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Targum spotlight: U. Hult Prize chapter helps build future entrepreneurs, enact change

The Rutgers chapter of the Hult Prize brings students together to promote entrepreneurial ideas. – Photo by @hultprizeru / instagram

The Rutgers chapter of the Hult Prize is an on-campus student organization that invites students with socially conscious entrepreneurial ideas to participate in its annual pitch competition.

The chapter is affiliated with the Hult Prize competition, which hosts universities from around the world for a series of regional competitions and business accelerator programs. The winner of the final round of the competition receives a prize of $1 million to fund their entrepreneurial endeavor.

Parul Joshi, a Rutgers Business School senior and campus director of the Hult Prize's Rutgers chapter, said that students in the group build profitable and sustainable startup ventures throughout the year and pitch their business plans for an on-campus competition.

Although the competition is centered on business, the chapter recruits competitors from all schools at the University and aims to grow as a multidisciplinary organization, she said.

Joshi said that the Hult Prize selects a unique theme each year for teams and their startups to be aligned with. Ideas for themes originate from the United Nations' 17 Sustainable Development Goals such as climate action, clean water and sanitation and gender equality.

She said that the Hult Prize's Rutgers chapter was founded in 2014 to engage with the competition's mission of cultivating impactful leadership among students. In 2017, the chapter won the global $1 million prize with a startup named Roshni Rides, she said.

Roshni Rides was founded by four Rutgers Business School students to create a rickshaw ride-sharing service in Pakistan that enables refugees to travel to essential places, including hospitals, schools and food markets.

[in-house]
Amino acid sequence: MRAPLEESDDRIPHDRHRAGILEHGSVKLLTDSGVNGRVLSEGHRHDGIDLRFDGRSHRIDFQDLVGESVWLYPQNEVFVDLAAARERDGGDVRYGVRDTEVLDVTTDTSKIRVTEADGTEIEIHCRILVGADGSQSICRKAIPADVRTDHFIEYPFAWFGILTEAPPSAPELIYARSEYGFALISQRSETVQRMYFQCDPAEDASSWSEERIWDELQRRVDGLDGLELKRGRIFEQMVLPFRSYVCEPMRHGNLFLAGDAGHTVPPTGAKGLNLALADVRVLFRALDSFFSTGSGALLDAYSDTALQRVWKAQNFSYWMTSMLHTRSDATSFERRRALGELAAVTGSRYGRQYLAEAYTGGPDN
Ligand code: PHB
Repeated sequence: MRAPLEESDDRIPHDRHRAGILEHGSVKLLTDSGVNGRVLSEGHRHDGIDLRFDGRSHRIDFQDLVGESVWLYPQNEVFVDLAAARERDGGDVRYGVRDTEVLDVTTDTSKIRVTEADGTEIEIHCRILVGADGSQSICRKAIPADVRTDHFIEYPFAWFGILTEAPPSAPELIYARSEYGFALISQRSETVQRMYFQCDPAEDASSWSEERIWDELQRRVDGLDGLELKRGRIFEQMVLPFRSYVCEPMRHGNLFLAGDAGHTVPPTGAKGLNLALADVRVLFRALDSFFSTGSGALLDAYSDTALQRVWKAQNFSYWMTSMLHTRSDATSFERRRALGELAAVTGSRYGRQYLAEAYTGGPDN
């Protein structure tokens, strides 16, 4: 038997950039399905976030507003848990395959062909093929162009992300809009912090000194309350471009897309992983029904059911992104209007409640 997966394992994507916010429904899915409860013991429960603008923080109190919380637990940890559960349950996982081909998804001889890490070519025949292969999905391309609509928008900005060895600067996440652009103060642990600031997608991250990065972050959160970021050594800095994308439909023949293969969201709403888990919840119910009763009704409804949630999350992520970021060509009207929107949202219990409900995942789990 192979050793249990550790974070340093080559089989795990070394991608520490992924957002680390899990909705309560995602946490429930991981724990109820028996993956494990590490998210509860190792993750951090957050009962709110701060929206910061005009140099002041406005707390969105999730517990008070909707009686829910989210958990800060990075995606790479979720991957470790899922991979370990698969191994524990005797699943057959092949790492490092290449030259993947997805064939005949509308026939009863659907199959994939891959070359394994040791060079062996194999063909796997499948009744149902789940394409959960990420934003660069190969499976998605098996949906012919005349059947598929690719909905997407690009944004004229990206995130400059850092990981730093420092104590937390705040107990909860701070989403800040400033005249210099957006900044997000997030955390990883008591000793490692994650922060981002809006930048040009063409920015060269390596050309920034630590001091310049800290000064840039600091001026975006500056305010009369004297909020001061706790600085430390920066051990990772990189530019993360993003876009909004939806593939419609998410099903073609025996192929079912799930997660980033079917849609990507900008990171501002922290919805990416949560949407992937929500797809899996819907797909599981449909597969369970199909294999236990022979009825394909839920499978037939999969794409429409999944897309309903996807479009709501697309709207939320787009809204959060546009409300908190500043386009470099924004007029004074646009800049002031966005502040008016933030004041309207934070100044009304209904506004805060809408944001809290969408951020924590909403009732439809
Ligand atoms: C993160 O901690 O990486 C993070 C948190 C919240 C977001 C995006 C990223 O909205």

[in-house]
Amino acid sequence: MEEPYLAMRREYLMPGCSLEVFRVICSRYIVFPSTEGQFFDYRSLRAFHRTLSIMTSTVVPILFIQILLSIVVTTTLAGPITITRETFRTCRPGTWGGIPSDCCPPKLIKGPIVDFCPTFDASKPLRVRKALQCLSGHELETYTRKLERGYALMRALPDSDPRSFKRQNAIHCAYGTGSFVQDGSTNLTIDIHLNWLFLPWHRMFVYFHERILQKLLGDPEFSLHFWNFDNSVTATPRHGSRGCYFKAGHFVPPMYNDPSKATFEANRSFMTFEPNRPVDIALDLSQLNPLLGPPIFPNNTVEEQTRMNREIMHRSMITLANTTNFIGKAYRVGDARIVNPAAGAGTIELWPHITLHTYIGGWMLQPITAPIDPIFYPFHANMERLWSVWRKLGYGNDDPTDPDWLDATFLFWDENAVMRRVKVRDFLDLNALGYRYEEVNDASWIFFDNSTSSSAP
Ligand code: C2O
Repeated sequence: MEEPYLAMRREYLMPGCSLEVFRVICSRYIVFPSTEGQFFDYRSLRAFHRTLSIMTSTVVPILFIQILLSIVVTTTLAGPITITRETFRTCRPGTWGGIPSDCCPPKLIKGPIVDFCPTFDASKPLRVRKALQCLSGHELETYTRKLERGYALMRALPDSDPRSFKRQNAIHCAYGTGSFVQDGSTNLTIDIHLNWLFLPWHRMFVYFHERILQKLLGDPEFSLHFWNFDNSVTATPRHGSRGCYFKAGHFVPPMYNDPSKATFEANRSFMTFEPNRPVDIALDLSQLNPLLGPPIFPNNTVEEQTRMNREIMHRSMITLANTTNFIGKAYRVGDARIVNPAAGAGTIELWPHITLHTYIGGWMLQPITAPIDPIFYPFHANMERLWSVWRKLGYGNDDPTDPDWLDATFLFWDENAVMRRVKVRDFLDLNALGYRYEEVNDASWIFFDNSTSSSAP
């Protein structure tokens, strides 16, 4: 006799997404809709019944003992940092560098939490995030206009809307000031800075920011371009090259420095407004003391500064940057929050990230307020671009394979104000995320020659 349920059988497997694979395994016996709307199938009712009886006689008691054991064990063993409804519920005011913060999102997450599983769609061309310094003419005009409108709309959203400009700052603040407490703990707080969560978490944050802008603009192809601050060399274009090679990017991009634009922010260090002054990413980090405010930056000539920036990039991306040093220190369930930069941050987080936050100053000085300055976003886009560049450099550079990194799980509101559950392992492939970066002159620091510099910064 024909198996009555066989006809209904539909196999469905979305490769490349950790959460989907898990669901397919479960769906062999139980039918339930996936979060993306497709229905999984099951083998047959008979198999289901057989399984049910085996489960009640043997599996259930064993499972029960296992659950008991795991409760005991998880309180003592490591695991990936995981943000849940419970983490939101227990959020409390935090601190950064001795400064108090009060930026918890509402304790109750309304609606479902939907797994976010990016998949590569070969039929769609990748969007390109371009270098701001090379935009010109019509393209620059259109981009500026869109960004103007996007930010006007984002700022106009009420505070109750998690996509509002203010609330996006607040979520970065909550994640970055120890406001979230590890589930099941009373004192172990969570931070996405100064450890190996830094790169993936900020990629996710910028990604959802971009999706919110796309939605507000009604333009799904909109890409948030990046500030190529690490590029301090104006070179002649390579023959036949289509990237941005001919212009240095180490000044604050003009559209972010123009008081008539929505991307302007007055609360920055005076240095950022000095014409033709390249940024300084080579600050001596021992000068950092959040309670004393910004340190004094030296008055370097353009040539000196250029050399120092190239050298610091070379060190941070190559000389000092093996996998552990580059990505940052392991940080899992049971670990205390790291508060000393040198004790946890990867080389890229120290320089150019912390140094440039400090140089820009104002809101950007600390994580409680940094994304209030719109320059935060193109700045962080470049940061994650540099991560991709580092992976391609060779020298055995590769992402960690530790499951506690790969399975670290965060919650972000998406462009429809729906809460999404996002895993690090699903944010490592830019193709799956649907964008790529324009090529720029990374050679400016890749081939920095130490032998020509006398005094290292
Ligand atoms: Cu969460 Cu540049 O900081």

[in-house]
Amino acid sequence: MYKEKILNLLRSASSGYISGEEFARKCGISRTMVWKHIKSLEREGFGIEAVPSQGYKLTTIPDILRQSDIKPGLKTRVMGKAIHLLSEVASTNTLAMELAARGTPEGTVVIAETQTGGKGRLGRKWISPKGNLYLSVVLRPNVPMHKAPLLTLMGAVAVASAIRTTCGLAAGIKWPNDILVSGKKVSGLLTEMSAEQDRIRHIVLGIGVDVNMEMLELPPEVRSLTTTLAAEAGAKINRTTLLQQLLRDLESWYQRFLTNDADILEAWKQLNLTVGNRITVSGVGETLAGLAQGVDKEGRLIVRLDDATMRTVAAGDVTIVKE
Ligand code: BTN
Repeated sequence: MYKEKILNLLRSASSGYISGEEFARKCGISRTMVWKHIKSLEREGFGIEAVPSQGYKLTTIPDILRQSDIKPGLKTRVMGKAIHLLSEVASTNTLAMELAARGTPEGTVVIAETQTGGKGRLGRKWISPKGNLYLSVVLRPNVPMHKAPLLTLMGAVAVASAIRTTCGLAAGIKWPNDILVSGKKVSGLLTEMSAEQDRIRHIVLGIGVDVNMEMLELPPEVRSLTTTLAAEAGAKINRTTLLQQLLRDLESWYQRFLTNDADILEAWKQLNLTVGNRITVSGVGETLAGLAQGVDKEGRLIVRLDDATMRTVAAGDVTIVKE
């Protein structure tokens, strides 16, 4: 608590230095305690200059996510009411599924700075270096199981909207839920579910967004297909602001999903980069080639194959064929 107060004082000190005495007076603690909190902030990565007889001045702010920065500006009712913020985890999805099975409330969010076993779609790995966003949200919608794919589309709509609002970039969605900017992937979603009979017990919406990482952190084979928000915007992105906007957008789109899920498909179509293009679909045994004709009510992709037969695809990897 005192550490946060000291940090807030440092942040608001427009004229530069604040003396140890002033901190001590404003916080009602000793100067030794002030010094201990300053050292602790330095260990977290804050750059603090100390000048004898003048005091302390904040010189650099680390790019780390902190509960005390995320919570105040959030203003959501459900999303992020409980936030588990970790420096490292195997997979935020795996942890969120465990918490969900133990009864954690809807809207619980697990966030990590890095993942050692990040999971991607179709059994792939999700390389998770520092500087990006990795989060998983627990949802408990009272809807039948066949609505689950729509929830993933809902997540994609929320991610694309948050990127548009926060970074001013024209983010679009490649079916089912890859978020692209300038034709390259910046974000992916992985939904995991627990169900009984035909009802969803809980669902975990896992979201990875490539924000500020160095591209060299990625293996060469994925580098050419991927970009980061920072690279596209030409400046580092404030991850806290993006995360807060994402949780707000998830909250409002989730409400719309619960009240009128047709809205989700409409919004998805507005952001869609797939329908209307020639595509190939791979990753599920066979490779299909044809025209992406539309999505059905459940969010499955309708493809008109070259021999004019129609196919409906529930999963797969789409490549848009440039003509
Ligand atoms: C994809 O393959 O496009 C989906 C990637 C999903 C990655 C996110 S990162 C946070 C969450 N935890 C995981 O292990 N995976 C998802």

After winning the prize, the Roshni Rides team stayed in Pakistan for approximately five years to establish its operations and expand the startup until a larger company acquired it, Joshi said.

She said that last year, the chapter sent three teams with sustainable fashion startup ideas to regional competitions and received sponsorship support from fashion company Steve Madden. Rutgers was 1 of 5 universities nominated for the best program in North America as a result of its teams' strong performances and rankings, she said.

"We went to Paris for the global finals and the on-campus award ceremony, and even though we didn't win the award, it was still an incredibly inspiring experience," she said. "It's just like a big global network, and we're super excited to bring back all of our new findings and implement (them)."

Chloe Tirino, a Rutgers Business School sophomore and the chapter's deputy campus officer, said that she joined the organization to combine her professional aspirations and interest in sustainability.

She said that her favorite experience with the chapter was traveling to Paris last year for the global finals because she had the chance to interact with people from different countries and understand what influenced their startup ideas.

"It was super eye-opening because it is an international pitch competition, but you don't really get to see that kind of side until you're really communicating with those people," Tirino said. "There's a lot of other opportunities in other countries that maybe we have more developed here that they don't have yet."

She said that she is excited about this year's theme since it allows students to choose any sustainability goal for their startup and hopes to encourage Rutgers students to participate regardless of their background.

"You don't need to be a Nobel Peace Prize winner to make a change (with) sustainability," said Tirino. "It really just takes one action or step, whether that means you're coming up with a creative solution or if you're just actively contributing to being a better citizen of the world."

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